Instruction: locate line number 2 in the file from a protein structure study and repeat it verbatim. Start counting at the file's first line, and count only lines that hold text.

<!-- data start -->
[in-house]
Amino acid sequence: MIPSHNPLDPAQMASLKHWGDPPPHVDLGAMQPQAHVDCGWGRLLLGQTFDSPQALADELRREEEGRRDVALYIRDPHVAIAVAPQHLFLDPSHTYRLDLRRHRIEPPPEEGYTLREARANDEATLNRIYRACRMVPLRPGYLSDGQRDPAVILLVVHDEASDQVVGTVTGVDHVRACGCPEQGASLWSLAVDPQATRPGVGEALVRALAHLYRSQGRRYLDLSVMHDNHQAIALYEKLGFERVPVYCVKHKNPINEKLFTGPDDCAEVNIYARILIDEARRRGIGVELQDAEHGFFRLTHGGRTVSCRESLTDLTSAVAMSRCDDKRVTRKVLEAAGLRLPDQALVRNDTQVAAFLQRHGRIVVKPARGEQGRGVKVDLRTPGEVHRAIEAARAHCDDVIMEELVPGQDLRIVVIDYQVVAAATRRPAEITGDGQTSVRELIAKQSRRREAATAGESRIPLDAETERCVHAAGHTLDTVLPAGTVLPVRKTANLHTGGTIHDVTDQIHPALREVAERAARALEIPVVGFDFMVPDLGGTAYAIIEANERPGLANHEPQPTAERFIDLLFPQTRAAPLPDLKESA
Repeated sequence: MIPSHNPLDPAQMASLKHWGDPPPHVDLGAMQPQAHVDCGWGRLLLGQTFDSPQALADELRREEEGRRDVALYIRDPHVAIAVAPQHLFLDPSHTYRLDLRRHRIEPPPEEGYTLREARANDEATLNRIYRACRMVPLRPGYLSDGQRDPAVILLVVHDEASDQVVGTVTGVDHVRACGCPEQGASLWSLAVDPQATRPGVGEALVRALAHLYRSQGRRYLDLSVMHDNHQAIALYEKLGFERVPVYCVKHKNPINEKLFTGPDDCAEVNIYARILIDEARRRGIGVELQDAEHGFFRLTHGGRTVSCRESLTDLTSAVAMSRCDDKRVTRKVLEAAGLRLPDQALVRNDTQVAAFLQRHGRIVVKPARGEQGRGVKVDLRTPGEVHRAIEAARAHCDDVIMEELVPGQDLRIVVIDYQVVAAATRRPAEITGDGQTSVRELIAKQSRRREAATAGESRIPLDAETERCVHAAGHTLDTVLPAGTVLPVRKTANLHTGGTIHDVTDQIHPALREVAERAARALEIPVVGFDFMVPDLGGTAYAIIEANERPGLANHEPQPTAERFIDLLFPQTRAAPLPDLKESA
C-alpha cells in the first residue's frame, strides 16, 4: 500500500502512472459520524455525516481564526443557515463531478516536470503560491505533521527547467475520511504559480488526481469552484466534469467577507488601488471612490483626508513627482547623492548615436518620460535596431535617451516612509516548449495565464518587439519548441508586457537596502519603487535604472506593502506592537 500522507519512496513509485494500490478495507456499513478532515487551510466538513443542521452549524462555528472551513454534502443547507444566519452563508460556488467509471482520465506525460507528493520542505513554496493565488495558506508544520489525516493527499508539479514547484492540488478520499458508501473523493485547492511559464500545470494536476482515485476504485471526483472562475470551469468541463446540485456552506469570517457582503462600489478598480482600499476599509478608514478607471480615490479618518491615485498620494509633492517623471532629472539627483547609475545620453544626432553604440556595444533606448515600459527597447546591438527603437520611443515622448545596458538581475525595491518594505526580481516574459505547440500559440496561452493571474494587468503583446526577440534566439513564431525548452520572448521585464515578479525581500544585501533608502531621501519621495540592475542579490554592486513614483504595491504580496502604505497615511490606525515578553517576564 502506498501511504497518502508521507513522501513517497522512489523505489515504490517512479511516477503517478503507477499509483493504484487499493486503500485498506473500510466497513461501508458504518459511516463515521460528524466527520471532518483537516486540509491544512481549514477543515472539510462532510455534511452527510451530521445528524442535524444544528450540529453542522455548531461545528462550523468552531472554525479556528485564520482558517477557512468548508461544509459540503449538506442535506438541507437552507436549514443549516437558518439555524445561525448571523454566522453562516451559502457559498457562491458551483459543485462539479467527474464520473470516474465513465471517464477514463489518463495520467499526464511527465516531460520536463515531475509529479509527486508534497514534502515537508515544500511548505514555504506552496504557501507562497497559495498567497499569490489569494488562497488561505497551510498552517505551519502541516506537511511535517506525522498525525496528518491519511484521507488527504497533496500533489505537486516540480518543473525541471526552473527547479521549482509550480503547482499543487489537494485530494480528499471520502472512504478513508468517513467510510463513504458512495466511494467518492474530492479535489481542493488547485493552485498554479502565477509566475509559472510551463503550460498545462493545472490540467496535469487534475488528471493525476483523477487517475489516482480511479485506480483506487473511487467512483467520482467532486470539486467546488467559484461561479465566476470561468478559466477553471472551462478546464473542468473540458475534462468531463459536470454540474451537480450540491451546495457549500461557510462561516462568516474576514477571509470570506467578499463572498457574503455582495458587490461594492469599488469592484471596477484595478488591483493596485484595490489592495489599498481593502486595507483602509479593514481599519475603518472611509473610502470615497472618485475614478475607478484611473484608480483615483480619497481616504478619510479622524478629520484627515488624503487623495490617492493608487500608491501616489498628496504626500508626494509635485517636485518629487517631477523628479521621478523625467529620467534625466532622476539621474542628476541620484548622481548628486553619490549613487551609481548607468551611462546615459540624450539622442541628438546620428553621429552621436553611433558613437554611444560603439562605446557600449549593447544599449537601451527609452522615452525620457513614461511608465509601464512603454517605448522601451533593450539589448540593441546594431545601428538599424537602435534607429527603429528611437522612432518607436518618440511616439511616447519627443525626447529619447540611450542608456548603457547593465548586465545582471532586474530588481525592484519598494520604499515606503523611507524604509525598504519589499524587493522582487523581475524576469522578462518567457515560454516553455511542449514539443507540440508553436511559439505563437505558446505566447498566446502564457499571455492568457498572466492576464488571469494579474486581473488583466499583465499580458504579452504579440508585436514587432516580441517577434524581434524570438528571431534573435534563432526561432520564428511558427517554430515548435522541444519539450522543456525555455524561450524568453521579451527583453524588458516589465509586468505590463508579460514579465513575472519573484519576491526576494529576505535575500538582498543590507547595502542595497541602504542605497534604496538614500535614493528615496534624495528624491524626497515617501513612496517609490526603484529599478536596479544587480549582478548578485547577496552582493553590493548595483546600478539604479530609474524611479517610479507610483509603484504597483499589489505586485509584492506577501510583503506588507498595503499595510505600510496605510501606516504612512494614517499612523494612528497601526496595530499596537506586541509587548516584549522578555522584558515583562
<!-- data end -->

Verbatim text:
Amino acid sequence: MIPSHNPLDPAQMASLKHWGDPPPHVDLGAMQPQAHVDCGWGRLLLGQTFDSPQALADELRREEEGRRDVALYIRDPHVAIAVAPQHLFLDPSHTYRLDLRRHRIEPPPEEGYTLREARANDEATLNRIYRACRMVPLRPGYLSDGQRDPAVILLVVHDEASDQVVGTVTGVDHVRACGCPEQGASLWSLAVDPQATRPGVGEALVRALAHLYRSQGRRYLDLSVMHDNHQAIALYEKLGFERVPVYCVKHKNPINEKLFTGPDDCAEVNIYARILIDEARRRGIGVELQDAEHGFFRLTHGGRTVSCRESLTDLTSAVAMSRCDDKRVTRKVLEAAGLRLPDQALVRNDTQVAAFLQRHGRIVVKPARGEQGRGVKVDLRTPGEVHRAIEAARAHCDDVIMEELVPGQDLRIVVIDYQVVAAATRRPAEITGDGQTSVRELIAKQSRRREAATAGESRIPLDAETERCVHAAGHTLDTVLPAGTVLPVRKTANLHTGGTIHDVTDQIHPALREVAERAARALEIPVVGFDFMVPDLGGTAYAIIEANERPGLANHEPQPTAERFIDLLFPQTRAAPLPDLKESA